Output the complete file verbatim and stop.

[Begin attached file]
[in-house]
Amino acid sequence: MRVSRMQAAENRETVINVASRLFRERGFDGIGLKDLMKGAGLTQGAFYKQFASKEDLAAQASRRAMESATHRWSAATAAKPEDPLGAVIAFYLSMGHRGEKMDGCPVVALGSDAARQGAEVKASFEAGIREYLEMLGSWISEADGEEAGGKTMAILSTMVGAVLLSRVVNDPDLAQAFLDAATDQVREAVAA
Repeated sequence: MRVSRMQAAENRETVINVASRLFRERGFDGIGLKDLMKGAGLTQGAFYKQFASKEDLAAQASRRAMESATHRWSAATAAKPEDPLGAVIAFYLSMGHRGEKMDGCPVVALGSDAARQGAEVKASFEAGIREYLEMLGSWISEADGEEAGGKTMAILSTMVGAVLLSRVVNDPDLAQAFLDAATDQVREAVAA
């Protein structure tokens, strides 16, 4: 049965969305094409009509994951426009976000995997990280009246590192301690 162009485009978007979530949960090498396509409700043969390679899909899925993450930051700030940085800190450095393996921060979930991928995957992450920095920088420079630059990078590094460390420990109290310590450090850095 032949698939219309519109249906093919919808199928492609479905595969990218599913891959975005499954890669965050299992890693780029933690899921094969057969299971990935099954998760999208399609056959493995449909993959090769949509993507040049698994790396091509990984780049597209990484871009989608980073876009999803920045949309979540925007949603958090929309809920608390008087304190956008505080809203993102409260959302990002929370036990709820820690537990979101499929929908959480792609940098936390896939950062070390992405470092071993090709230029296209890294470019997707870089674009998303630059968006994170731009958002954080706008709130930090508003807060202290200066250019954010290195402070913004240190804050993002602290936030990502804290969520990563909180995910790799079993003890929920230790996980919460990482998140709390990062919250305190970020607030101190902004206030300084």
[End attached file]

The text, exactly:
[in-house]
Amino acid sequence: MRVSRMQAAENRETVINVASRLFRERGFDGIGLKDLMKGAGLTQGAFYKQFASKEDLAAQASRRAMESATHRWSAATAAKPEDPLGAVIAFYLSMGHRGEKMDGCPVVALGSDAARQGAEVKASFEAGIREYLEMLGSWISEADGEEAGGKTMAILSTMVGAVLLSRVVNDPDLAQAFLDAATDQVREAVAA
Repeated sequence: MRVSRMQAAENRETVINVASRLFRERGFDGIGLKDLMKGAGLTQGAFYKQFASKEDLAAQASRRAMESATHRWSAATAAKPEDPLGAVIAFYLSMGHRGEKMDGCPVVALGSDAARQGAEVKASFEAGIREYLEMLGSWISEADGEEAGGKTMAILSTMVGAVLLSRVVNDPDLAQAFLDAATDQVREAVAA
């Protein structure tokens, strides 16, 4: 049965969305094409009509994951426009976000995997990280009246590192301690 162009485009978007979530949960090498396509409700043969390679899909899925993450930051700030940085800190450095393996921060979930991928995957992450920095920088420079630059990078590094460390420990109290310590450090850095 032949698939219309519109249906093919919808199928492609479905595969990218599913891959975005499954890669965050299992890693780029933690899921094969057969299971990935099954998760999208399609056959493995449909993959090769949509993507040049698994790396091509990984780049597209990484871009989608980073876009999803920045949309979540925007949603958090929309809920608390008087304190956008505080809203993102409260959302990002929370036990709820820690537990979101499929929908959480792609940098936390896939950062070390992405470092071993090709230029296209890294470019997707870089674009998303630059968006994170731009958002954080706008709130930090508003807060202290200066250019954010290195402070913004240190804050993002602290936030990502804290969520990563909180995910790799079993003890929920230790996980919460990482998140709390990062919250305190970020607030101190902004206030300084």